Q: 11. DVIEM PUPOM VISAZ LAUKAZ APSEJA. - WITH TWO PEAS YOU SOW A
WHOLE FIELD.
A: WITH EYES.
Q: 12. DU BEGA, DU VEJA. - TWO RUN, TWO CHASE.
A: WHEELS.
Q: 13. ATLEKE PAUKSTIS BE SPARNUZ, IZKANDO ZINOQUI BE DANTUZ. - A
BIRD FLEW BY WITH NO WINGS, BIT A MAN WITH NO TEETH.
A: BULLET.
Q: 14. SUDEGE AZUOLAS BE ANGLIUZ, BE PELENIZ. - AN OAK BURNED WITH
NO COAL, WITH NO ASHES.
A: A CANDLE
Q: 15. MISKE GIMEZS, IMSKE ANGES, PAREINA NAMO KEPUIUZ KILNOTI. -
BORN IN A FOREST, GREW UP IN A FOREST, COMES HOME TO RAISE HATS.
A: CROSS.
Q: 16. ILGAS - BE GALO, GILUS - BE DUGNO. - LONG - WITH NO END, DEEP
- WITH NO BOTTOM.
A: A RING.
Q: 17. PENKI TVARTAI, VIENOS DURYS. - FIRE BURNS, ONE DOOR.
A: GLOVES.
Q: 18. PER VANDENIZ EIDAMAS NEPRIQERIA, PER UGNIZ - NESUDEGA.
WALKING THROUGH WATER, DOESN'T DROWN; THROUGH FIRE - DOESN'T BURN.
A: A SHADOW.
Q: 19. JOKI ZIRGAS ZVENGIA, NET KAMANOS SKAMBA. - FAR DOES A HORSE
NEIGH, EVEN THE ROOF TOPS ECHO.
A: THUNDER.
Q: 20. KAD ATSIKELTUZ, DANGEZ PAREMTUZ, KAD RENKAS TURETUZ, VAGIZ
PAGAUTUZ. - IF COULD GET UP, HOLD UP THE HEAVEN; IF HAD HANDS,
WOULD CATCH A THIEF.
A: A ROAD.

Submitter comment: IN LITHUANIAN, THESE RIDDLES RHYME. HOWEVER, THE TRANSLATION DOES NOT
BRING OUT THE TRUE AND REAL RHYTHM OF THEM.

Where learned: NOT GIVEN BY COLLECTOR

Keyword(s): ACTIONS (Q) ; ANIMALS (Q) ; BUILDINGS (Q) ; HARDWARE (Q) ; NATURAL

Subject headings: Favorites
Ballad Song Dance Game Music Verse -- Riddle True Riddle

Date learned: 03-24-1972

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TRADITIONAL OCCUPATION

THE VAST MAJORITY OF THE STRUCTURAL STEEL WORKERS
IN NEW YORK CITY WHO WORK ON THE FRAMING FOR SKY-
SCRAPERS, ARE NAVAJO INDIANS WHO BECAUSE OF AN INBORN
SENSE OF BALANCE HAVE PASSED THIS HAZARDOUS JOB
DOWN FROM FATHER TO SON.

Where learned: NEW YORK CITY

James Callow Keyword(s): BUILDING TRADES ; SKYSCRAPERS.

Subject headings: CUSTOM FESTIVAL -- Work Commerce Business

Date learned: 00-00-1967

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LEAVING

ON LEAVING THE HOUSE YOU ARE TO LEAVE BY THE SAME DOOR YOU
ENTERED THE HOUSE BY OR ELSE BAD LUCK WILL COME TO YOU.

Submitter comment:

INFORMANT DOES THIS EACH TIME HE ENTERS A BUILDING. HE
ALWAYS LEAVES BY THE SAME DOOR ENTERED.

Data entry tech comment:

Updated by TRD

Where learned: MICHIGAN ; DETROIT

Keyword(s): BELIEF ; BUILDING ; Entrance ; Exit ; LUCK ; SUPERSTITION

James Callow Keyword(s): DIRECTION ; POSITION

Subject headings: BELIEF -- Street Trip Relations between relatives, friends, host and guest Social class Rank
BELIEF -- Bad luck

Date learned: 02-28-1971

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OUR LADY OF LOURDES CHURCH

OUR LADY OF LOURDES CHURCH IN PHILADELPHIA, PENNSYLVANIA, IS A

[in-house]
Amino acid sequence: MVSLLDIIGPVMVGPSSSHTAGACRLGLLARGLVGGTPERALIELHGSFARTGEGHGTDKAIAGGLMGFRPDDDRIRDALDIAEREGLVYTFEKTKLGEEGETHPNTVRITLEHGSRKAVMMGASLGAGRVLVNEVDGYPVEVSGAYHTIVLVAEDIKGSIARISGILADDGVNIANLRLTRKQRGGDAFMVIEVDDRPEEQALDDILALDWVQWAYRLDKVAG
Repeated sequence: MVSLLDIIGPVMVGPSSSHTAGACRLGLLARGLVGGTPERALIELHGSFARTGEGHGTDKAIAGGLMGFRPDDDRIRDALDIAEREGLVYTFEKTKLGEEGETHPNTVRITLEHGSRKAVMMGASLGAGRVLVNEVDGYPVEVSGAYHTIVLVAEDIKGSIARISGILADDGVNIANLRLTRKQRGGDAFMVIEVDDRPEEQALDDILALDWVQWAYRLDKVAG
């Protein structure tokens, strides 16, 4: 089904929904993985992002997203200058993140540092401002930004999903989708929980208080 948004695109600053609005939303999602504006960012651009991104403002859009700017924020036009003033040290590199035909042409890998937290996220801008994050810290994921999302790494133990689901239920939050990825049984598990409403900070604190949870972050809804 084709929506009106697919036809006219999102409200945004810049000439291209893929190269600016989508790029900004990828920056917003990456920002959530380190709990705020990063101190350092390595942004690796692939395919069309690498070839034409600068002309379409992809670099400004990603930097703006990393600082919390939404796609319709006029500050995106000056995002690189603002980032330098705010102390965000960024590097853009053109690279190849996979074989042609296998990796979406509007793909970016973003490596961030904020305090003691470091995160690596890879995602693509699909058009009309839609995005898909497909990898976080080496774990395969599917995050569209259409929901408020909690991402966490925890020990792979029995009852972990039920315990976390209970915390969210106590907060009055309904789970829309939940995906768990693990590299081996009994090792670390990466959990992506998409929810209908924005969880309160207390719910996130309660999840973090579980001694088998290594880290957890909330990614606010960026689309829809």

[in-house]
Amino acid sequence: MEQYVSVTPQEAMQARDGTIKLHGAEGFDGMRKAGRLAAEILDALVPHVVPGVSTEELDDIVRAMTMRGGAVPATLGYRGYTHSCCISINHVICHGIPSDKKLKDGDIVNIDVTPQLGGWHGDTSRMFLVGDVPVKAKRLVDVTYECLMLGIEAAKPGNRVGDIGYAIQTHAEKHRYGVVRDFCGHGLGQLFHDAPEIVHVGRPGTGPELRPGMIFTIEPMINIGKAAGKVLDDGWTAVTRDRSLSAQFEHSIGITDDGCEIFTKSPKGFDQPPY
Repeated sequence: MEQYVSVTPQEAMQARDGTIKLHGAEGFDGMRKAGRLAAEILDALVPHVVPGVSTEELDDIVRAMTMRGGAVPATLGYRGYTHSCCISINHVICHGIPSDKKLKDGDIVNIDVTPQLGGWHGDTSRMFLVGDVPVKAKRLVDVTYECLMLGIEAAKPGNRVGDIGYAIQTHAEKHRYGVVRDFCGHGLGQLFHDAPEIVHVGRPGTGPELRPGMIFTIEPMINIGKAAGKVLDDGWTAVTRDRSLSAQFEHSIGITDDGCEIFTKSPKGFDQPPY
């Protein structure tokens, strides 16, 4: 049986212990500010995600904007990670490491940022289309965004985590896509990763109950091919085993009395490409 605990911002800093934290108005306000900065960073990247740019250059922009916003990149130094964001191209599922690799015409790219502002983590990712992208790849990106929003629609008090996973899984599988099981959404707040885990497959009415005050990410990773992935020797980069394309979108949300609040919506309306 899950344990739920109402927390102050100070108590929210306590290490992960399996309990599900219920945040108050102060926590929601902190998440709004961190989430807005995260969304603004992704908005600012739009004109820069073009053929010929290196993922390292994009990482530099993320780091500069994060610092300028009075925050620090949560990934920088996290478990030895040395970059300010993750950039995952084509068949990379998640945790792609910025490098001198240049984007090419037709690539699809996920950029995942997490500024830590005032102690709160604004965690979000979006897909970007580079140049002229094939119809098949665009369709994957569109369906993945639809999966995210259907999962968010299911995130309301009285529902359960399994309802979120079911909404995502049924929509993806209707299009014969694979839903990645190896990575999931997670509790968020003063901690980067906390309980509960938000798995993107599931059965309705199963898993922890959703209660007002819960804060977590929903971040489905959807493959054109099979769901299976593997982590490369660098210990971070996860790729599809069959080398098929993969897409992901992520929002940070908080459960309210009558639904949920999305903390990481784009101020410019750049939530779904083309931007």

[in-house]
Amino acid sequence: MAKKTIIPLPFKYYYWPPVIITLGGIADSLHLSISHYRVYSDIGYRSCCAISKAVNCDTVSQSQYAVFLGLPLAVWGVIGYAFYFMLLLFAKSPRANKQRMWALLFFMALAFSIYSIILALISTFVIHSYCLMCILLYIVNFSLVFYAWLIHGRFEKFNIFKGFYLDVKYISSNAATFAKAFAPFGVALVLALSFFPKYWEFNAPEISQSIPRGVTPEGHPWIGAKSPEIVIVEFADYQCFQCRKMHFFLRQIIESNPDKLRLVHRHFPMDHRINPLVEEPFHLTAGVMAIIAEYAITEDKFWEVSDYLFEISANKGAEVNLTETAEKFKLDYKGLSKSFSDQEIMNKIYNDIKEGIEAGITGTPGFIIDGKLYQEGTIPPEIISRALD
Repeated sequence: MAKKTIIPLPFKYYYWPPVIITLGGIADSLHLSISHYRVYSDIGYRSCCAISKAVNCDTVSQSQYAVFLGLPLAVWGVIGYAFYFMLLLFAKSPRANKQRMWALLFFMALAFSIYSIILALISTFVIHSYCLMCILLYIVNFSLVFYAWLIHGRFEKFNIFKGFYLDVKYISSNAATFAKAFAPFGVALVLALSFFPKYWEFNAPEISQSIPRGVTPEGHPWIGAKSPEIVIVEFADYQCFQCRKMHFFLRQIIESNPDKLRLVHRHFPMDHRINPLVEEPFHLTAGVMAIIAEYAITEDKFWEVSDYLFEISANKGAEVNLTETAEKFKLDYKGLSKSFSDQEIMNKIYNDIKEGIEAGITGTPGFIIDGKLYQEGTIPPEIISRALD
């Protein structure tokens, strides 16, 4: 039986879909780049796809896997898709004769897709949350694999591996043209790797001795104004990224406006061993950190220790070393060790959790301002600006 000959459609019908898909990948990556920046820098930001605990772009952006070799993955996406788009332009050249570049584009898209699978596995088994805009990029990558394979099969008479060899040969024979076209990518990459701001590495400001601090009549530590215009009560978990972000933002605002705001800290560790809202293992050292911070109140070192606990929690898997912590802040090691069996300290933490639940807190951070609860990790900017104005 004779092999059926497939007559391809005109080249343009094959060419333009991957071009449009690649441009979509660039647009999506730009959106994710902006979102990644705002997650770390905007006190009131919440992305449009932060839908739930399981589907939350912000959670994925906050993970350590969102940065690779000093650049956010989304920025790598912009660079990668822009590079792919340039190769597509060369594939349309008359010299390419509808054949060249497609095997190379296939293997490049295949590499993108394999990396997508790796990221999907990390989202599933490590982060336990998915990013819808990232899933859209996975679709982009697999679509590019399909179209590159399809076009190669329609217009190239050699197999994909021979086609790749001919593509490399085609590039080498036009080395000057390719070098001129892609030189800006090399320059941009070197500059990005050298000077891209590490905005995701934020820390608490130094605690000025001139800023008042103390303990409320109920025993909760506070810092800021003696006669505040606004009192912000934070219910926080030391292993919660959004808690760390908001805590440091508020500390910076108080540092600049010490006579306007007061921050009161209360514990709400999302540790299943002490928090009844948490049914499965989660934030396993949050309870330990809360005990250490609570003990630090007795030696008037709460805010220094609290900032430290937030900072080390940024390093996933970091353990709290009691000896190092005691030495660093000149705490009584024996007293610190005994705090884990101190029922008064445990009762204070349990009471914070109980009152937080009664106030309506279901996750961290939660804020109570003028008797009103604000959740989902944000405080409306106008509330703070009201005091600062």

QUAINT LITTLE CHURCH LOCATED ON LANCASTER AVENUE AT 63RD STREET.
THE TRADITION AROUND THERE IS THAT THIS CHURCH WAS BUILT BY ALL
THE MAIDS OF THE SURROUNDING RICH FAMILIES (ALTHOUGH IT IS NO
LONGER A RICH SECTION). IT WAS TO BE JUST THEIR OWN LITTLE
CHURCH, BUT IT IS EVEN USED TODAY (AND BY EVERYBODY).

Data entry tech comment:

Updated by TRD

Where learned: MICHIGAN ; DETROIT

Keyword(s): BUILDING ; CREATION ; Legend ; Origin

Subject headings: CUSTOM FESTIVAL -- Church
ART CRAFT ARCHITECTURE -- Holy placeChurchTemple

Date learned: 10-28-1968

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{ FAMILY SAGA }

MY GRANDPARENTS CAME FROM GERMANY, FROM WESTFALEN
AND HANOVER, MIGRATED TO THE CENTRAL AND NORTHERN
PART OF MINNESOTA TO FIND A BETTER LIFE FOR THEM-
SELVES. THE LIFE IN EUROPE WAS UNBEARABLE SINCE
THE LOWER CLASS WAS HELD DOWN WITH NO CHANCE TO
IMPROVE THEIR STATUS IN LIFE. MANY OTHERS HAD
ALREADY SETTLED IN NORTH CENTRAL U.S. UNDER THE
"HOMESTEAD ACT," WHERE A FAMILY COULD CULTIVATE AN
AREA OF LAND, 160 ACRES OR LESS, WITHOUT COST, LIVE
ON THE LAND AND CLAIM OWNERSHIP TO IT.
THESE PEOPLE IN THIS AREA CAME FROM THE SAME GENERAL
AREA IN EUROPE, SPOKE THE SAME LANGUAGE AND THE SAME
CULTURAL BACKGROUND TRYING TO IMPROVE THEIR LIFE WITH
LITTLE MONETARY CAPITAL TO START WITH. THEY DID NOT
TRAVEL FIRST CLASS. THEY HAD A LITTLE MORE THAN THE
CLOTHES ON THEIR BACK. ONCE THEY ARRIVED IN MINNESOTA
THE NEIGHBORS ALL WORKED TOGETHER BUILDING A LOG CABIN
AND SHARING WHAT THEY HAD.
INDIANS FREQUENTLY STRAYED THROUGH THE FARM AREA
LOOKING IN THE WINDOW OF THE LOG CABIN. WILD ANIMALS
WERE IN EVIDENCE AND WOULD FREQUENTLY ATTACK SMALLER
FARM ANIMALS. WITH EACH YEAR AS THEY EARNED A LITTLE
MONEY, THEY IMPROVED THEIR LIVING STANDARDS BY BUILDING
A BETTER AND OBTAINING MACHINERY TO HELP MAKE A
LIVING AND LATER ON SOME NEW BUILDINGS WERE ADDED.
MY MOTHER WAS THE OLDEST OF SEVEN CHILDREN. SHE WAS
NINE YEARS OLD WHEN MY GRANDPARENTS MIGRATED TO
AMERICA. MY FATHER WAS BORN IN MINNESOTA THE ONLY
SURVIVING CHILD, A TWIN. HIS YOUNGER DAYS WERE SPENT
IN A ONE ROOM LOG CABIN, WHICH LATER BECAME A SEVEN
ROOM HOUSE WITH BASEMENT AND ATTIC AS TIMES IMPROVED
ECONOMICALLY FOR THEM.
TRANSPORTATION WAS BY HORSE AND BUGGY OR ON FOOT.
THEREFORE, PEOPLE COMMUNICATED ONLY WITH OTHERS LIVING
WITHIN THE RADIUS OF A FEW MILES. MY MOTHER MARRIED
MY FATHER AT THE AGE OF 18. BEING NEIGHBORS, IT WAS
EASY FOR THEM TO BECOME ACQUAINTED.
THE BEGINNING WAS DIFFICULT, HAVING NO MODERN CONVEN-
IENCES. THE DAY BEGAN WITH RISING AT 5 A.M. DOING
CHORES, WHICH CONSISTED OF MILKING ABOUT 30 COWS,
POURING THE MILK IN 10 GALLON CANS, HAULING THE MILK TO
THE MILK HOUSE, RUNNING IT THROUGH THE SEPARATOR TO
SEPARATE THE CREAM FROM THE MILK AND STORING IT IN COLD
WATER UNTIL THE CREAM WAS HAULED TO THE CREAMERY TO BE
MADE INTO BUTTER. THE SKIM MILK WAS FED TO THE HOGS
TOGETHER WITH OTHER CEREALS AND CORN. THEN BREAKFAST
WAS SERVED. AFTER BREAKFAST THE MEN WOULD FEED THE
CATTLE, CLEAN THE BARN, DO WHATEVER FIELD WORK WAS
REQUIRED FOR THE DAY. PLOWING, CULTIVATING, SEEDING,
MAKING HAY BY CUTTING GRASS AND DRYING IT, OR HARVEST-
ING. MOTHER WOULD HAVE CLEAN UP WORK, LIKE WASHING THE
SEPARATOR, FEEDING THE CHICKENS, COLLECTING EGGS, WASHING
IRONING AND MENDING CLOTHES AND GENERAL CARE OF THE
HOUSE, FOOD, AND CHILDREN. IT WAS ALSO HER JOB TO SEED